yc = zb

xc = za

xz - y^{2}=0

Restricting, say, to c=1 corresponds to restricting to an affine chart in \mathbb{P}^{2}. In this case we combine the above equations to get


The first irreducible piece z^{2}=0 corresponds to \Pi, which is a copy of \mathbb{P}^{2} lying above \textbf{0} (as it should be). Taking the Zariski closure of the graph minus \Pi thus corresponds to restricting to the other piece b-a^{2}=0, which is a smooth surface in \mathbb{A}^{3} (and one can check that the blow up is smooth in the other charts as well). Remaining in the c=1 chart, restricting to z=0 gives the exceptional divisor, which is a curve b-a^{2}=0 in \mathbb{A}^{2}, and by degree arguments (e.g. it’s a hyperelliptic curve of degree 1 in b, so its genus is 0 by the Riemann Hurwitz theorem) it must be the affine part of a copy of \mathbb{P}^{1}, as we claimed before.

The surface \textbf{A}_{1} also has another realization as a quotient variety. Namely, the group \mathbb{Z}_{2} acts on \mathbb{A}^{2}=\{( u,v)\} via (u,v)\mapsto (-u,-v), and the quotient of \mathbb{A}^{2} by this action gives a space which is a non-singular algebraic set everywhere except at the origin, where it is singular. The map \mathbb{A}^{2}\to \mathbb{A}^{3} sending (u,v)\mapsto (u^{2}, uv,v^{2}) descends to this quotient variety, defining an isomorphism between the quotient variety and \textbf{A}_{1}.

In this way, any discrete subgroup of GL(2,\mathbb{C}) whose only fixed point is the origin \textbf{0} will define a quotient variety which is non-singular except possibly at \textbf{0}. For example, the binary dihedral group BD_{8}\subset GL(2,\mathbb{C}) of order 8, which is a lift of a dihedral group D_{8}\subset SO(3) to SU(2), defines an action on \mathbb{A}^{2} generated by the two maps

\alpha : (u,v)\mapsto (iu,-iv)~~~\beta: (u,v)\mapsto (v,-u)

Then the map from \mathbb{A}^{2}\to \mathbb{A}^{3} sending

(u,v)\mapsto ((u^{4}-v^{4})uv , u^{4}+v^{4},u^{2}v^{2})=(x,y,z)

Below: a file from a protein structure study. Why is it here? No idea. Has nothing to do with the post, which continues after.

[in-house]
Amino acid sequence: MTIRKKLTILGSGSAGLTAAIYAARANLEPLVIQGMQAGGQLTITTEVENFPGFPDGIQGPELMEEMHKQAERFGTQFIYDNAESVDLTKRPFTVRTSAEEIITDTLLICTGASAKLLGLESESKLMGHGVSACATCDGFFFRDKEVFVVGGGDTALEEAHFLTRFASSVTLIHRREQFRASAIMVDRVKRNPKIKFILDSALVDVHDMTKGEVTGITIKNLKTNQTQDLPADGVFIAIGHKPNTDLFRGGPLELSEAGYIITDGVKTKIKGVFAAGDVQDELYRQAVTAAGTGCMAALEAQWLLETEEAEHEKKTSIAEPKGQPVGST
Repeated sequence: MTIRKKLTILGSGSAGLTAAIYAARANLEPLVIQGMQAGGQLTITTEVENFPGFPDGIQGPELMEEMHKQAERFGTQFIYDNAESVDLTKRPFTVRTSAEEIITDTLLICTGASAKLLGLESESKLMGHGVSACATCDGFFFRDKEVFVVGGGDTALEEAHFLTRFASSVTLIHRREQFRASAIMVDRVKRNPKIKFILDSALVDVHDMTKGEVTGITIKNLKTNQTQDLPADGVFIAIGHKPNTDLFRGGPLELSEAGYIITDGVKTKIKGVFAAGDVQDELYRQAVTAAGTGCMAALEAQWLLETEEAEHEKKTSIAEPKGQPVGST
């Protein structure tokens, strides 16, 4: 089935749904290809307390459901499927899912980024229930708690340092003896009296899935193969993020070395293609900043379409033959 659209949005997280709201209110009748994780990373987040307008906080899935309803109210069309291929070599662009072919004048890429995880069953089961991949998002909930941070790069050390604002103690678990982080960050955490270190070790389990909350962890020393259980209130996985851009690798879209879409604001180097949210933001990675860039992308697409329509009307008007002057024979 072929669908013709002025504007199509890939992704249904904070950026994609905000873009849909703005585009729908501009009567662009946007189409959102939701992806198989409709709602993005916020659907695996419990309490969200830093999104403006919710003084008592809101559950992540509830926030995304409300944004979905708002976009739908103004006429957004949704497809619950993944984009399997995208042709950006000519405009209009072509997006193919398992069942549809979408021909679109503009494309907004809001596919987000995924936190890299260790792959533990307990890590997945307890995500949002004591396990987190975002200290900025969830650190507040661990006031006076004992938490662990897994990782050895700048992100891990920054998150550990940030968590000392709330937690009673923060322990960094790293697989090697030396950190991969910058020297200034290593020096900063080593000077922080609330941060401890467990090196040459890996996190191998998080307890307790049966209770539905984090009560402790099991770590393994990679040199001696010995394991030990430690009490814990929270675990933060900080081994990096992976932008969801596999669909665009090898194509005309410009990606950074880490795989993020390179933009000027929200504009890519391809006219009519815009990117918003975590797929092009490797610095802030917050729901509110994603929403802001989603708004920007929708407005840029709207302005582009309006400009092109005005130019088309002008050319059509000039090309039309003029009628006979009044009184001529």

presents this quotient variety, which we call \textbf{D}_{4}, as a hypersurface in \mathbb{A}^{3}; we can change coordinates so that the hypersurface is the zero set of


Now, let’s blow up the singularity at \textbf{0} for \textbf{D}_{4} as we did for \textbf{A}_{1}. As before, we take the chart c=1 and get the equations


ya = xb

za = xc = x

zb = cy = y

Substituting, we obtain

z^{2}(a^{2}+b^{3}z +z)=0

so the blow up in this chart is just the (singular) surface

a^{2}+z(b^{3} +1)=0

after we discard \Pi . The exceptional divisor corresponds to z=0, whence a=0, so it is just the b axis, giving a copy of \mathbb{P}^{1}. Call this \Gamma_{0}. In the other charts, we get

a^{2} + y(c^{3}+1)=0



From these equations we can see that all singularities were present in the first chart, at points a=z=0, b^{3}+1=0. At each of these points, we can change coordinates so that the singularity looks like the singularity in \textbf{A}_{1}. So we just have to blow up each of these points, and we will get something smooth. There is evidently a symmetry of the surface interchanging them, so, to compute the entire intersection diagram, it suffices to consider what happens at any one of them.

We take a fresh set of coordinates x,y,z, and blow up the curve

x^{2}+z(y^{3} +1)=0

at some singularity. To do this, take \zeta^{3}=-1, and define y_{1}=y-\zeta; then our equation becomes


which is singular at \textbf{0}. Blowing up as before and again taking the c=1 chart, we get

a^{2}+z^{2}b^{3}+\zeta zb^{2}+\zeta^{2}b=0

The exceptional divisor \Gamma_{1} is the intersection of this surface with the plane z=0, which is a^{2}+\zeta^{2}b=0, again a copy of \mathbb{P}^{1}. Blowing up \Gamma_{0} in this chart, we get the b axis, i.e., a=z=0. So the intersection of the blow up of \Gamma_{0} with \Gamma_{1} is the point a=z=b=0. By symmetry, the other exceptional divisors (corresponding to the other third roots of -1) intersect \Gamma_{0} in the same way, so our final intersection diagram is exactly


with \Gamma_{0} in the middle. This is the Dynkin diagram corresponding to the lie algebra D_{4}! Of course, the intersection diagram for \textbf{A}_{1} was the dynkin diagram A_{1}. Thus we have a correspondance of groups and diagrams, \mathbb{Z}_{2}\mapsto A_{1}, BD_{8}\mapsto D_{4}. In fact, this completely generalizes. Here is Reid’s table of all the Duval singularities:


And here, as promised, is Arnol’d’s:


Play around with this for a while! The table has an exposition in Arnol’d’s book, here (.djvu)

Tamar has generalized this up a dimension or two; she found that the same thing works as long as you DEFINE AN ENTIRELY NEW LIE ALGEBRA-LIKE STRUCTURE! She calls them Lie algebras of the third kind (LATKe’s). Here’s her paper.



  1. The finite type Dynkins give a (multiplicative) presentation matrix for the
    corresponding G (i,j,-k)
    generating the quaternion group of order 8.

  2. […] du Val singularities A while back, Sam wrote a post about du Val singularities and gave explicit calculations for the blowups of the and singularities. One neat […]